Highlights: → The addition of rhenium to the tungsten matrix within W-UO 2 and W-UN CERMET materials can help reduce the risk of submersion criticality accidents while increasing the strength and ductility of tungsten based nuclear fuel elements. → The addition of rhenium up to 30 at.% to simple geometries containing W-UO 2 mixtures can increase the critical mass by 65 kg. → The addition of rhenium up to 30 at.% to simple geometries containing W-UN mixtures can increase the critical mass by 22 kg. → The addition of rhenium by up to 30 at.% to simple geometries containing W-UO 2 mixtures can reduce the change in reactivity change due to water submersion by $5.07. → The addition of rhenium by up to 30 at.% to simple geometries containing W-UN mixtures can reduce the change in reactivity due to water submersion by $3.24. - Abstract: The critical mass and dimensions of simple geometries containing highly enriched uranium dioxide (UO 2 ) and uranium mononitride (UN) encapsulated in tungsten-rhenium alloys are determined using MCNP5 criticality calculations. Spheres as well as cylinders with length to radius ratios of 1.82 are computationally built to consist of 60 vol.% fuel and 40 vol.% metal matrix. Within the geometries, the uranium is enriched to 93 wt.% uranium-235 and the rhenium content within the metal alloy was modeled over the range of 0-30 at.%. The spheres containing UO 2 were determined to have a critical radius of 18.29-19.11 cm and a critical mass ranging from 366 kg to 424 kg. The cylinders containing UO 2 were found to have a critical radius ranging from 17.07 cm to 17.84 cm with a corresponding critical mass of 406-471 kg. Spheres engrained with UN were determined to have a critical radius ranging from 14.82 cm to 15.19 cm and a critical mass between 222 kg and 242 kg. Cylinders which were engrained with UN were determined to have a critical radius ranging from 13.81 cm to 14.15 cm and a corresponding critical mass of 245-267 kg. The critical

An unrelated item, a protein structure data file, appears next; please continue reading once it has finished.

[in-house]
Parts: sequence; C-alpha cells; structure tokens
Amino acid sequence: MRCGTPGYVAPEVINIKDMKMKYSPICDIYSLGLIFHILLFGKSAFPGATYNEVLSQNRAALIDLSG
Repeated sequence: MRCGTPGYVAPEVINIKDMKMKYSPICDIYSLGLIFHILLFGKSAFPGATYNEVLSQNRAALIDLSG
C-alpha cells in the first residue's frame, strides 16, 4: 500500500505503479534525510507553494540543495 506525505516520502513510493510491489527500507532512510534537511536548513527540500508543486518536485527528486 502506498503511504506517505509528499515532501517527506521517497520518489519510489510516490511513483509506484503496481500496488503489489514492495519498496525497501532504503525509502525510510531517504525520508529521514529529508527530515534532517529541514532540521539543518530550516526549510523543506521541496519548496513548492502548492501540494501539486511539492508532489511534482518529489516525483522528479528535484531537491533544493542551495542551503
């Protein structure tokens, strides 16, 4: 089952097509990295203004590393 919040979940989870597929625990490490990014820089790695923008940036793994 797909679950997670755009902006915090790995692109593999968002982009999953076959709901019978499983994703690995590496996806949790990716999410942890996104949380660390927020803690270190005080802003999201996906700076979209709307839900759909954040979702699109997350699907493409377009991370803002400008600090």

14. Determination of the intrinsic α/γ interface mobility during massive transformations in interstitial free Fe-X alloys

    International Nuclear Information System (INIS)

    Zhu, Jianing; Luo, Haiwen; Yang, Zhigang; Zhang, Chi; Van der Zwaag, Sybrand; Chen, Hao

    2017-01-01

    Kinetics of the austenite (γ) to ferrite (α) transformation and the reverse ferrite (α) to austenite (γ) transformation in a series of Fe-X (X = Ni, Mn and Co) binary alloys has been experimentally and theoretically investigated. A transition from partitioning to partitionless transformation has been predicted to occur during both the γ→α and α→γ transformations by a so called Gibbs Energy Balance (GEB) model, in which the chemical driving force is assumed to be equal to the energy dissipation due to interface friction and diffusion of X inside the migrating interfaces. The transition temperature is found to depend on the kind of X and its concentration, which is in good agreement with experimental results. The intrinsic mobility of the α/γ interface has been derived from the kinetic curves of both the γ→α and α→γ transformations in the investigated alloys, and its value seems to be marginally affected by the transformation direction and alloying elements.